In a letter sent to U.S. regulators on Monday, the Center for Auto Safety claimed to have linked 143 fatalities to airbag failures in 2003-2010 model year Chevy Impalas.
“This is a design defect in every GM vehicle with the flawed algorithm.” – Clarence Ditlow, executive director of the Center for Auto Safety as published by Bloomberg News
According to the Bloomberg News, the Center for Auto Safety reviewed crash data collected from the National Highway Traffic Safety Administration’s (NHTSA) fatal-crash database and was able to link 143 deaths to frontal collisions in which an Impala’s airbags failed to deploy.
Further, the Washington-based watchdog group was able to determine that 98 of the fatalities involved occupants who were wearing seatbelts at the time of the collision.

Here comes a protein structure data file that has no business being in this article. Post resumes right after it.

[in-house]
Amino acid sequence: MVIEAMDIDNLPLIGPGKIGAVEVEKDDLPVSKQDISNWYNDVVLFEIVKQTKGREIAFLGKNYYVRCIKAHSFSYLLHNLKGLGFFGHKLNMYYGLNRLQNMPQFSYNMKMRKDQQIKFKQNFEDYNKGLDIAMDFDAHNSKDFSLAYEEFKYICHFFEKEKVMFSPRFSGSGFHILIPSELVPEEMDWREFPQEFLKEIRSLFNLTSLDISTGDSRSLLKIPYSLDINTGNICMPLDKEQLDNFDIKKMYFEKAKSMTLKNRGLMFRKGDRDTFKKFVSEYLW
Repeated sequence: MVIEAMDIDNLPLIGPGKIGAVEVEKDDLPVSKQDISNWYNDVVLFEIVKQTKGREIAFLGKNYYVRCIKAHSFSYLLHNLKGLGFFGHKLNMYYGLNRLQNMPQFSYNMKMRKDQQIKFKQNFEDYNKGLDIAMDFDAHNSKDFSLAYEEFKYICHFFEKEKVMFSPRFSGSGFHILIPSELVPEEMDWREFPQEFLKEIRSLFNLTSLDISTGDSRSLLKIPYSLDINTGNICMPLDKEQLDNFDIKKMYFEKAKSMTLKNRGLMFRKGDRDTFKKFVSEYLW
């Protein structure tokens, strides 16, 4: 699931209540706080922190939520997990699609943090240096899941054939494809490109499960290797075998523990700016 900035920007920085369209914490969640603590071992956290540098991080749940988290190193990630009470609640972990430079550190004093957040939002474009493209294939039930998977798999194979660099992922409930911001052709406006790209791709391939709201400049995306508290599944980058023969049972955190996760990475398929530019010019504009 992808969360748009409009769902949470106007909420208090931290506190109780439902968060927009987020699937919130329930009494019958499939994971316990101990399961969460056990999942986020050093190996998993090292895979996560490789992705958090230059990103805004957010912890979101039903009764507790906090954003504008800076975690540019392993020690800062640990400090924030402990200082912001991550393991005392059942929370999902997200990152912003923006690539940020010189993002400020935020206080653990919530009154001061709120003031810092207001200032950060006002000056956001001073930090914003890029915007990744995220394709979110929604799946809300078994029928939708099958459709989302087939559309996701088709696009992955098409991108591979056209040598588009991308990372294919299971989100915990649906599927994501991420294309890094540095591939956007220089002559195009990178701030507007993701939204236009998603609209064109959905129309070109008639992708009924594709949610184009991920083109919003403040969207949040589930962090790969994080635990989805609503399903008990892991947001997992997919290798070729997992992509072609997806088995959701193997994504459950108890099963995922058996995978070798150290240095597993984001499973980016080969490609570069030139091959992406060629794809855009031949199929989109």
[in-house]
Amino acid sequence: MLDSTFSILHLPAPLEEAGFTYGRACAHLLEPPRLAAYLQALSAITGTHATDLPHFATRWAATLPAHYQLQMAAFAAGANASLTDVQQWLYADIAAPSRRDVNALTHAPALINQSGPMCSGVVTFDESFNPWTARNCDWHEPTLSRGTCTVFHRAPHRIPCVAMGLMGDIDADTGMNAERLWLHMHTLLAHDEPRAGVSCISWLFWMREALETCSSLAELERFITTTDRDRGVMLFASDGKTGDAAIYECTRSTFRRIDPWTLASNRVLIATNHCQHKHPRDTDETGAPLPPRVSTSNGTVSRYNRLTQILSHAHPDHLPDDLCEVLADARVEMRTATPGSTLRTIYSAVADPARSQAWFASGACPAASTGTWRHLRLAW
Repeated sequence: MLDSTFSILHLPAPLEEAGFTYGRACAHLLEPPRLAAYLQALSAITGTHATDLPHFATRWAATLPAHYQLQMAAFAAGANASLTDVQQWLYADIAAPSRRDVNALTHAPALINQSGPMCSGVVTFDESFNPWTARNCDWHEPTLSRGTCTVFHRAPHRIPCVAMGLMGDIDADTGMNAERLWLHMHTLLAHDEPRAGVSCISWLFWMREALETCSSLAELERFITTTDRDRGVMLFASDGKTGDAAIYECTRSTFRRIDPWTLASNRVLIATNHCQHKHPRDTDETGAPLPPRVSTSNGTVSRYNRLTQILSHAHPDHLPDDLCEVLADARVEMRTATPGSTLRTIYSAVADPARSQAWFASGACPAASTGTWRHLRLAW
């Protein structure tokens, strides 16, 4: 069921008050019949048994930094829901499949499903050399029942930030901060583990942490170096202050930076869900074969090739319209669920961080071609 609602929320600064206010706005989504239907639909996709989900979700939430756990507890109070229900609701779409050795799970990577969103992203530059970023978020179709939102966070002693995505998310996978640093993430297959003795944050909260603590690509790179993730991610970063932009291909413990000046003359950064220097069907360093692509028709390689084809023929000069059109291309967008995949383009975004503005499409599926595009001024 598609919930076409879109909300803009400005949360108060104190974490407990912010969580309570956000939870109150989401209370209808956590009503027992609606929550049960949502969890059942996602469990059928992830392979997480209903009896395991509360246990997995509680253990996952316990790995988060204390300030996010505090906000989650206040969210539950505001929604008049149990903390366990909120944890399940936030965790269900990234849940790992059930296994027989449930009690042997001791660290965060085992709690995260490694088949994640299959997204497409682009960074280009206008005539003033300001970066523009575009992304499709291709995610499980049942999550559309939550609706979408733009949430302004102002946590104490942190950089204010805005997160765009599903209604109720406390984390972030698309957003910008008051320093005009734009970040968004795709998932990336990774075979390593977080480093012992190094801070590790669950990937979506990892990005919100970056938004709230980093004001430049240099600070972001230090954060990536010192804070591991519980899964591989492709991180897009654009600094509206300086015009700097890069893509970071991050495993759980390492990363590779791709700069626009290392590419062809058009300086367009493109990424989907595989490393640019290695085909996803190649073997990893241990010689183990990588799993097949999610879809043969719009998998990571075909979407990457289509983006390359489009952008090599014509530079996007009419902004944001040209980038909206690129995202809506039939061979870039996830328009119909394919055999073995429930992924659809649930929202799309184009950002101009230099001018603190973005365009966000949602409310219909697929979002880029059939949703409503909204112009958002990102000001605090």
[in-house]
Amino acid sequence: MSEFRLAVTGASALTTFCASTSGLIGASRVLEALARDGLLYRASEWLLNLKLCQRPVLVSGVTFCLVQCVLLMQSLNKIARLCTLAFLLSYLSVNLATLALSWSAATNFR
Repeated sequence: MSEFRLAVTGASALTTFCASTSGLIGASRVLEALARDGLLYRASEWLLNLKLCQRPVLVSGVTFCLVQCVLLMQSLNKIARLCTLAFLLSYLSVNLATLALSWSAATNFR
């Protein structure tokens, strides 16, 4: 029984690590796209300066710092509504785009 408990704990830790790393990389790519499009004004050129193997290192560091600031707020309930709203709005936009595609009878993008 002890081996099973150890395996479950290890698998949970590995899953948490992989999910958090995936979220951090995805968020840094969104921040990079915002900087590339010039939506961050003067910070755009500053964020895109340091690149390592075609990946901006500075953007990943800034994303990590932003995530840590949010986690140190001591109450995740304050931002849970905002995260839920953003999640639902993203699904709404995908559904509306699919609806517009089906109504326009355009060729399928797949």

The Center for Auto Safety also cited a government petition by a former GM researcher who claims to have found a software fault that can misread a passenger’s weight and disable frontal airbags.
In his petition, Donald Friedman calls on the NHTSA to open an investigation into whether GM’s electronic algorithms can interfere with or inhibit airbag deployment. Additionally, he is asking the federal regulator to investigate whether incorrect data can be produced if a passenger is bumped out of their seat.
Friedman has since been hired by the family of a man killed in 2011 after an Impala’s passenger-side airbag failed to deploy during a collision with a road barrier.
During the April accident, Aurora Martinez was driving a 2008 Impala along a Texas highway in Mission Hidalgo County when she was struck by another driver. Her sedan went over a road barrier and struck another barrier head-on.
The passenger-side airbag failed to deploy during the collision, allegedly resulting in the death of her husband, Robert Martinez.
Information from the car’s data recorded revealed that the passenger-side airbag did not deploy because it had registered Roberto Martinez as a small adult – he weighed 170 pounds.